Czech president says communists and far-right could join government
Protests grow as deadlock over indicted billionaire premier Andrej Babis grinds on
Thousands of demonstrators gather in Wenceslas Square to protest against Czech prime minister Andrej Babis, in Prague on Tuesday. Photograph: Martin Divisek/EPA
Pro-Russian Czech president Milos Zeman has outraged opponents by urging prime minister Andrej Babis to try to form a government with ultra-nationalists who question the country’s EU membership and communists who want it to leave Nato.
Mr Zeman made the suggestion to Mr Babis on Tuesday evening, when they discussed his Ano party’s failure to secure a parliamentary approval for its minority government almost six months after it won national elections.
More moderate parties refuse to back a government led by Mr Babis while he faces prosecution for alleged fraud, relating to €2 million in EU funds that one of the billionaire’s many firms received a decade ago.
The anti-immigration, Eurosceptic Mr Zeman has good relations with the communists and the Freedom and Direct Democracy (SPD) party, which is virulently anti-Muslim and wants a referendum on a possible “Czexit”.
“The presence of SPD extremists in government would harm the Czech Republic’s reputation in Europe. If Andrej Babis negotiates with them, it will confirm that he is not working for the people but only for the post of prime minister,” tweeted the Social Democrats’ chairman Jan Hamacek.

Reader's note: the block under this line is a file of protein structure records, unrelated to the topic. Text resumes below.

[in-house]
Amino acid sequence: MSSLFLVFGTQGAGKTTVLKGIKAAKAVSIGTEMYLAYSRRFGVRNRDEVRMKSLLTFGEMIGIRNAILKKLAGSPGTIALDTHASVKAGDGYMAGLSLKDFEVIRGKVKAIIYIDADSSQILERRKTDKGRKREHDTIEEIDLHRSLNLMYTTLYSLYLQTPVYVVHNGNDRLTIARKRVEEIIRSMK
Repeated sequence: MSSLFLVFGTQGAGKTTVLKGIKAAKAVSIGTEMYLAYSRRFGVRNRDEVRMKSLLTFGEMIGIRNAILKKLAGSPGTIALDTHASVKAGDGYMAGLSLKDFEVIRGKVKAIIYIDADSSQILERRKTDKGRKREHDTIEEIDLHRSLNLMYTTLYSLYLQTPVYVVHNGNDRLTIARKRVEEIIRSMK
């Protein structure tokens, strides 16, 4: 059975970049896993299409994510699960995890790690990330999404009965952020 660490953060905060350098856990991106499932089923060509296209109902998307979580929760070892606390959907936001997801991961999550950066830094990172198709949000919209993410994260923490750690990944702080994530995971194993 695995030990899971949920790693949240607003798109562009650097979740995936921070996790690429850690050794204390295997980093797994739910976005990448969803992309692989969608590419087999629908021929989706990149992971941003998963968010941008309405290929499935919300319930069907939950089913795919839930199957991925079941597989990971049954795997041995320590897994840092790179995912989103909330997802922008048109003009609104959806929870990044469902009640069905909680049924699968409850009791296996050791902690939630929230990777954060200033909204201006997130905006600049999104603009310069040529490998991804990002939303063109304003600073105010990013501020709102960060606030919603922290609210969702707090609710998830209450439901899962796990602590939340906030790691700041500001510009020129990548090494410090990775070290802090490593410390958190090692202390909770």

“President Milos Zeman is its chief architect. So it is no surprise that he wants it to continue. It is up to Andrej Babis whether he wants to take responsibility for a government with extremists and communists.”
Dogs and pigs
Mr Zeman (73) was due to hold talks on Wednesday with communist leader Vojtech Filip and on Thursday with SPD chief Tomio Okamura, who has suggested that Czechs walk near mosques with dogs and pigs – unclean animals for Muslims – and boycott kebab stalls because their owners might be financing terrorism.
Ano is expected to discuss Mr Zeman’s suggestion tomorrow, but some senior members have already refused to be part of any such coalition government.
Coalition talks with the Social Democrats broke down last week when Ano refused to allow one of its members to become interior minister, which it demanded to ensure the impartiality of the fraud investigation facing Mr Babis.
He denies wrongdoing, but suffered another blow in February when a court in his native Slovakia rejected his bid to be removed from a list of people who collaborated with the communist-era secret police.
Thousands of people protested in Prague and other Czech cities on Monday to demand that Mr Babis drop his bid to become prime minister, to help end the political impasse and allow a new government to take power.
Moderate parties have offered to form a coalition with Ano if it proposed a different premier; Mr Babis (63) insists he would step aside for a party colleague, but Ano has refused to nominate an alternative.
Mr Zeman – a frequent visitor to Russia who wants EU sanctions on the country lifted – has given Mr Babis until June to form a government, prolonging a period of political uncertainty in which his own power and profile are enhanced.